Attorney Tom Zehnle gestures to his client, former Trump campaign manager Paul Manafort, in a court room sketch on the opening day of his trial on bank and tax fraud charges stemming from Special Counsel Robert Mueller's investigation into Russian meddling in the 2016 U.S. presidential election. Photograph:( Reuters )
President Donald Trump's former campaign chief Paul Manafort considered himself to be "above the law," prosecutors said Tuesday as his high-profile trial on bank and fraud charges began.
Manafort, 69, is the first defendant to go to court to fight charges stemming from Special Counsel Robert Mueller's investigation into Russian interference in the 2016 election.
But the veteran Republican operative is not on trial for anything he did while serving for three months as the chairman of Trump's presidential campaign.
Instead, Manafort is in court for alleged crimes related to his lobbying activities on behalf of the former Russian-backed government of Ukraine.
"A man inside this courtroom believed the law did not apply to him," Assistant US Attorney Uzo Asonye said in his opening statement to the six-man six-woman jury in the Alexandria, Virginia courtroom.
"Paul Manafort placed himself and his money above the law," Asonye said.
The prosecutor accused Manafort of seeking to hide millions of dollars from his Ukrainian lobbying efforts from the Internal Revenue Service and failing to report his foreign bank accounts.
"All of these charges boil down to one simple issue -- that Paul Manafort lied," Asonye said.
He also went into detail about Manafort's spending -- including a $15,000 jacket made of ostrich -- before US District Judge T.S. Ellis cut him off saying this was not a crime.
Manafort's defense lawyers appeared to plan to place the blame on his former business partner Rick Gates, who was also charged by Mueller but pleaded guilty to lesser charges and is cooperating with prosecutors.
"Paul's trust was misplaced," defense attorney Thomas Zehnle said. "Rick Gates took advantage of this trust.
"Rick was handling the financial operations while he was lining his own pockets."
The trial is expected to last about three weeks.
Graying at the temples and somewhat leaner after a month in prison, Manafort was dressed in a dark suit and white shirt.
He appeared relaxed in court, conferring with his lawyers, taking notes and smiling occasionally at the judge's light-hearted remarks.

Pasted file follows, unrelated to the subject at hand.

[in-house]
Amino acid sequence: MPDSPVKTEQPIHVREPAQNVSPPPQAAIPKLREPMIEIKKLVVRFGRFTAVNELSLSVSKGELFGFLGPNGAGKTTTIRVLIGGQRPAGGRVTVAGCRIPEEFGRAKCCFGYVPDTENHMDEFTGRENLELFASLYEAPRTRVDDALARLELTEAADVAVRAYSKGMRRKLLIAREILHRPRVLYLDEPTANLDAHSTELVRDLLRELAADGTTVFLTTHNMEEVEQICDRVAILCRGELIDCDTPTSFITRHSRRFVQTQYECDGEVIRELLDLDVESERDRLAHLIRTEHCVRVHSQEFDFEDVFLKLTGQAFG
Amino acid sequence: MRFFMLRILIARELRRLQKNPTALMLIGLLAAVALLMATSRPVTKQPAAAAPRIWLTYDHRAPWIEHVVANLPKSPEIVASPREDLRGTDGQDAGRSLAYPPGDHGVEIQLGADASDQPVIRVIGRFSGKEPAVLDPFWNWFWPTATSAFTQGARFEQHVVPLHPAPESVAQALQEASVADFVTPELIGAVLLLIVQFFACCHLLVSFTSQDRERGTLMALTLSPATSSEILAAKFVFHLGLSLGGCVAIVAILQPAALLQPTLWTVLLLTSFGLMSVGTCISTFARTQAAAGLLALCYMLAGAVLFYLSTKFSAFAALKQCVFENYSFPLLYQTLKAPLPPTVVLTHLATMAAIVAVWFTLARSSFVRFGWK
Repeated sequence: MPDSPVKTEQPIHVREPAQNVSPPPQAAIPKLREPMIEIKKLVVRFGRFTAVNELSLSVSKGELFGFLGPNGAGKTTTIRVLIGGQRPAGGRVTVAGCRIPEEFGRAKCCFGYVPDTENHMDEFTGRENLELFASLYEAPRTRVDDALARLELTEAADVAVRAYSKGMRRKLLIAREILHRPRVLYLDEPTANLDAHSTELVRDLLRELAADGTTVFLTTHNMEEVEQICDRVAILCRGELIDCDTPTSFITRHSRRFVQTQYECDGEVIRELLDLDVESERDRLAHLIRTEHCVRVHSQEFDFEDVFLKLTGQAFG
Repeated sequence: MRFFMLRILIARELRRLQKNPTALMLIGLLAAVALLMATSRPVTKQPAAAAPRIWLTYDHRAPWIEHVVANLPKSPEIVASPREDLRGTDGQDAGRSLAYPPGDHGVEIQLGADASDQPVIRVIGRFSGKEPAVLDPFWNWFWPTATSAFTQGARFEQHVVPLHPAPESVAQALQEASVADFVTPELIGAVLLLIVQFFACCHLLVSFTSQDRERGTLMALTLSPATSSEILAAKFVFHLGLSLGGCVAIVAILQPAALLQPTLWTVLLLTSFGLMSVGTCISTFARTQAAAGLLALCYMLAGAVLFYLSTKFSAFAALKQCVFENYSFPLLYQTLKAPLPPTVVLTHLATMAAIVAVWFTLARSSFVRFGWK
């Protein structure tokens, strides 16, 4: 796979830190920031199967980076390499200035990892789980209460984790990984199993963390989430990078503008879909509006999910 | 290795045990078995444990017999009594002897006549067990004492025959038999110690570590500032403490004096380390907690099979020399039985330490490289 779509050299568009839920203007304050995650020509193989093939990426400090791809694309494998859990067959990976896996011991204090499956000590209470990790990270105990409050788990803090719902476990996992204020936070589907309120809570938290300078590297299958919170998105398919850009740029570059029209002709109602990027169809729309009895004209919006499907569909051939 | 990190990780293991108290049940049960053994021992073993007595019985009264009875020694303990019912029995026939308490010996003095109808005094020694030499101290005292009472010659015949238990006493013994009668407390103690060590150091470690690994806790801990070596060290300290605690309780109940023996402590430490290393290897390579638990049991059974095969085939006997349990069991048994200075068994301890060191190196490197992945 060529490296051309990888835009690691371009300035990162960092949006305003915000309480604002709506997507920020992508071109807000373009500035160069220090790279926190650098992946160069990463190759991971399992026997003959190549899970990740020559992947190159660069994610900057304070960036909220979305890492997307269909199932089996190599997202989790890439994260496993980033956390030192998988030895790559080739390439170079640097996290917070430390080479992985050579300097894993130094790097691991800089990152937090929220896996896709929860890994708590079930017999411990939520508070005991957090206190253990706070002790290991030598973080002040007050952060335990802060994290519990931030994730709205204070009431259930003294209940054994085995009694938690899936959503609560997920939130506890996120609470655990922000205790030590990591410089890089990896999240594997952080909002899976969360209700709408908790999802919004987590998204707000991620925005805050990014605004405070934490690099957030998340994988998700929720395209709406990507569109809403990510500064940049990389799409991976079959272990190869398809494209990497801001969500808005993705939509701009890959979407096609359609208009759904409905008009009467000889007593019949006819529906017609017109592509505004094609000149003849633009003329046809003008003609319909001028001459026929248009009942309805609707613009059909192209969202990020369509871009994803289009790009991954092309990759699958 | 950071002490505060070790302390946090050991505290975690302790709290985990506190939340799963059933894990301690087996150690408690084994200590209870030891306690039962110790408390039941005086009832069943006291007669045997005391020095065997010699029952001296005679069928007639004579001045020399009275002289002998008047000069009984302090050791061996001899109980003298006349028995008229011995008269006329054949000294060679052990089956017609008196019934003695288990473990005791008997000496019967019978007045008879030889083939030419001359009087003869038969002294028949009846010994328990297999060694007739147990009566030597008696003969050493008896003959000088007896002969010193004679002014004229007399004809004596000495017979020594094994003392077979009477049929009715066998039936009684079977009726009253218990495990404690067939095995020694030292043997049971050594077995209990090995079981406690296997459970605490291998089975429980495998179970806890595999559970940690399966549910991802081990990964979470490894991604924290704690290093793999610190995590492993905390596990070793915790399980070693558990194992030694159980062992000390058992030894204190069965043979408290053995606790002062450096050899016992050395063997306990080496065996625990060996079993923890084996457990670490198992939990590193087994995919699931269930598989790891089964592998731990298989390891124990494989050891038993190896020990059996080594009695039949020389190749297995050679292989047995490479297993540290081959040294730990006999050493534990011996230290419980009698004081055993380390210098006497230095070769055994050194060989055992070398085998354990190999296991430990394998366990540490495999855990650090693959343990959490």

A few anti-Trump protesters gathered outside the courthouse holding signs reading "Lock Him Up," "It's Mueller Time" and "Trump Wouldn't Spend One Second In Prison For You."
Angelique Brickner, a 53-year-old artist, and her 17-year-old daughter were among the members of the public who snared seats in the packed courtroom.
"I came here because I want to see justice done and prove to my daughter that there is justice when the world is upside down," Brickner said.
Manafort, who helped Republicans Gerald Ford and Ronald Reagan reach the White House, was Trump's campaign chairman from May to August 2016, when he was forced to step down amid questions about his lobbying work for Ukraine's former pro-Russian leader Viktor Yanukovych.
Prosecutors plan to produce nearly three dozen witnesses during the trial, including Gates, Manafort's former associate.
Mueller has indicted more than 30 people -- including 26 Russians -- in connection with his probe into whether members of Trump's campaign colluded with Russia to help get the real estate tycoon elected.
Trump has denounced the probe as a politically motivated "witch hunt" and denied there was any collusion with Moscow to defeat Democratic presidential nominee Hillary Clinton.
"Collusion is not a crime, but that doesn't matter because there was No Collusion (except by Crooked Hillary and the Democrats)," Trump tweeted.
While Gates and others have pleaded guilty, Manafort has refused to strike a deal and has insisted on having his day in court.
Legal experts said Manafort may be holding out hopes of a pardon from Trump.
Jonathan Turley, a law professor at George Washington University, said the odds are stacked heavily against Manafort and he may be "playing a pardon strategy."
"He may feel that he doesn't have much to lose in going to trial and preserving his chances for a pardon," Turley said. "If he cooperates with Mueller, a pardon is going to be substantially reduced in likelihood."
Manafort has spent the past month in prison after having his house arrest revoked by a federal judge for allegedly tampering with witnesses in another pending case.
He is scheduled to go on trial in September on separate charges brought by Mueller of conspiracy, money laundering and failing to register as an agent of a foreign government.